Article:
Chennai: ISRO chief K Sivan has rejected NASA’s claims that they have located the debris of the crashed Vikram lander on the lunar surface and said the Indian Space Research Organisation had located it long back.
Sivan has said, ”Our own orbiter had located Vikram lander. We had already declared that on our website, you can go back and see.”
On Tuesday, NASA released an image taken by its Lunar Reconnaissance Orbiter (LRO) that showed the site of the spacecraft’s impact (6 September in India and 7 September in the US) and associated debris field, with parts scattered over almost two dozen locations spanning several kilometres.
In a statement, NASA said it released a mosaic image of the site on 26 September, inviting the public to search it for signs of the lander. It added that a person named Shanmuga Subramanian contacted the LRO project with a positive identification of debris with the first piece found about 750 meters northwest of the main crash site.
NASA said the debris, as located by space enthusiast Subramanian, is about 750 metres northwest of the main crash site where Vikram made a hard landing on 7 September.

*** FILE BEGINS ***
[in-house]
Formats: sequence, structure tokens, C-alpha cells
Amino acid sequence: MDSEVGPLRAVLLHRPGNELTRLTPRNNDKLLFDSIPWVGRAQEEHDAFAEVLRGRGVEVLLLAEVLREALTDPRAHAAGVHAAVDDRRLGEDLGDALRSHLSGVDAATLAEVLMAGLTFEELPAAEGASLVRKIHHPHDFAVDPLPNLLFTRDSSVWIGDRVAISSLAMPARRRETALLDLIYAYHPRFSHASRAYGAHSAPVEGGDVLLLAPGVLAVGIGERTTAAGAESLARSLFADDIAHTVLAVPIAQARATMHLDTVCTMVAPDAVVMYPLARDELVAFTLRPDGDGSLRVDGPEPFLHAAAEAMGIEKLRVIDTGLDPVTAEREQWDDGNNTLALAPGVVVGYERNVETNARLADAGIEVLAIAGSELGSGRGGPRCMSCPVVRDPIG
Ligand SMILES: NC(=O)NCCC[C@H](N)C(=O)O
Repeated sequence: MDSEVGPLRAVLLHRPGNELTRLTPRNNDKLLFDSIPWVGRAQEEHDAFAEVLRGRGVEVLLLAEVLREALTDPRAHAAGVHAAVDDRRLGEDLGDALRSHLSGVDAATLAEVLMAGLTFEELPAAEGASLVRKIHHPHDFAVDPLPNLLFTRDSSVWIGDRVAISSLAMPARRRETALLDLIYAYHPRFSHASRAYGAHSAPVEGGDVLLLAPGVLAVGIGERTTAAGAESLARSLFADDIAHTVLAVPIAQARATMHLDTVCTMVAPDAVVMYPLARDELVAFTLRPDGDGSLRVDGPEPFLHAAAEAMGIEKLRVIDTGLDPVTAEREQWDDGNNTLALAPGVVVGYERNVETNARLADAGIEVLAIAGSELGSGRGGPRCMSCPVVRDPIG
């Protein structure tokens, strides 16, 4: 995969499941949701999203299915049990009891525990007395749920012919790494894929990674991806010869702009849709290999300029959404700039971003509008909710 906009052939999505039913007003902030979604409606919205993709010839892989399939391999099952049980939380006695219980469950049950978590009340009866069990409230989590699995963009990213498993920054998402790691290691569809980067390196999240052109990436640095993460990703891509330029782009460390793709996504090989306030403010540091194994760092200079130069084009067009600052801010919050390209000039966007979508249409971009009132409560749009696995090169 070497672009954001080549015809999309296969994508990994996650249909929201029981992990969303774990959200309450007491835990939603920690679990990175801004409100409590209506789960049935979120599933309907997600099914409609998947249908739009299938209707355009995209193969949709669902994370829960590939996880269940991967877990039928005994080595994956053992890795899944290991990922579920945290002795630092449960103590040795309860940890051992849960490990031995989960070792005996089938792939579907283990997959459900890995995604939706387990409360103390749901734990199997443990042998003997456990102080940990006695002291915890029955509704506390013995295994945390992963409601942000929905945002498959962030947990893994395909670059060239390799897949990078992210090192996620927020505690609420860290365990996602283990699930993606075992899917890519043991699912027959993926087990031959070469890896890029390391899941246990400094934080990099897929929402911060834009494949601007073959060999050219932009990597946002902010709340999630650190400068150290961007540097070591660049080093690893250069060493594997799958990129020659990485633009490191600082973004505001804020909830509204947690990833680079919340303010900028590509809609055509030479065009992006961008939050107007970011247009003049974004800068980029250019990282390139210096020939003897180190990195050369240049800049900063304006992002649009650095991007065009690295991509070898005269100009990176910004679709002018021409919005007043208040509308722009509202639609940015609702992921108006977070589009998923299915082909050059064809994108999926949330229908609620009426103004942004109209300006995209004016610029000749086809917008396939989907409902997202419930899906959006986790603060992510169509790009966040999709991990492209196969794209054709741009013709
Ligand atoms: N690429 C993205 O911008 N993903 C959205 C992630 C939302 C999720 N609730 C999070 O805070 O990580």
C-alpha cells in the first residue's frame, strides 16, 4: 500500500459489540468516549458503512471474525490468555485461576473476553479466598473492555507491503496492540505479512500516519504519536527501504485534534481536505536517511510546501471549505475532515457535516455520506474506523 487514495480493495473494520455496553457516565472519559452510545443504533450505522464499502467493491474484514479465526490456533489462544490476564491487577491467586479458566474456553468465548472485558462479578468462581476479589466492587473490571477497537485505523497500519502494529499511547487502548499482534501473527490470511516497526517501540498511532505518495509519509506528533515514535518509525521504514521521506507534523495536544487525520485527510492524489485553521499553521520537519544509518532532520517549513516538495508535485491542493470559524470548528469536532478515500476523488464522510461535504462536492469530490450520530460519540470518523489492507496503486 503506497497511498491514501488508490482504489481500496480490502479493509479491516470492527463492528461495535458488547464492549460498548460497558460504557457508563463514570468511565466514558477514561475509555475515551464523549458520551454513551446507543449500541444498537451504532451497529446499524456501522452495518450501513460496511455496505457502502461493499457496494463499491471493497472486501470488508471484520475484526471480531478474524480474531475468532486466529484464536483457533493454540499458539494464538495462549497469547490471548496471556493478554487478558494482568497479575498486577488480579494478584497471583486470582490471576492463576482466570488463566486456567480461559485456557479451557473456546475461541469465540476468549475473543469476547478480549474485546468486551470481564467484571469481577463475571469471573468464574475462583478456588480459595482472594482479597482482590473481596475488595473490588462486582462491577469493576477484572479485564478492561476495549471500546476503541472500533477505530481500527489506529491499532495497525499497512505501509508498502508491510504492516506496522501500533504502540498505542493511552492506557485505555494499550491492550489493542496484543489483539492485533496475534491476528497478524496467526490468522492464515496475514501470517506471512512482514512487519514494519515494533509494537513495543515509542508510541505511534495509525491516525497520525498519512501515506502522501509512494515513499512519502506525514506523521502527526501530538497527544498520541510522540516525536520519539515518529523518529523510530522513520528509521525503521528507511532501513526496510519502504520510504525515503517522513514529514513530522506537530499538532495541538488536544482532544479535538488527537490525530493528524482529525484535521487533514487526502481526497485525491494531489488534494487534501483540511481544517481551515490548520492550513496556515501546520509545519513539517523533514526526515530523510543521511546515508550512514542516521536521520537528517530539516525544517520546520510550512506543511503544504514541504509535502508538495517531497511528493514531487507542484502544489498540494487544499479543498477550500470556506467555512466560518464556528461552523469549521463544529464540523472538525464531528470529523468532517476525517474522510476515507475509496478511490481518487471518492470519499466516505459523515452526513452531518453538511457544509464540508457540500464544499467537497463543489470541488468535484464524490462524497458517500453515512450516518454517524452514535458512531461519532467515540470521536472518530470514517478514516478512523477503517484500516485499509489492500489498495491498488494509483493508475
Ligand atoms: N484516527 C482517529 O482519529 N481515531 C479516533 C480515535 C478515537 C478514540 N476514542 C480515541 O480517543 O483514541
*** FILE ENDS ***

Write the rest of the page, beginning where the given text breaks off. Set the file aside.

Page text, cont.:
ISRO’s Chandrayaan 2 mission was expected to make a soft landing on the Moon’s surface when it lost contact with the Vikram lander ahead of the scheduled touchdown.
Three days after Vikram lander crashed on the lunar surface, on 10 September, ISRO had tweeted, ”Vikram Lander has been located by the orbiter of Chandrayaan 2, but no communication with it yet. All possible efforts are being made to establish communication with lander.”
NASA said it was able to locate the debris after a tip-off by Shanmuga Subramanian, a 33-year-old mechanical engineer and app developer from Chennai.
NASA’s LROC had captured imaged of the landing site during a fly-by. The space agency said it couldn’t locate the lander based on the image due to the large shadows that covered the area.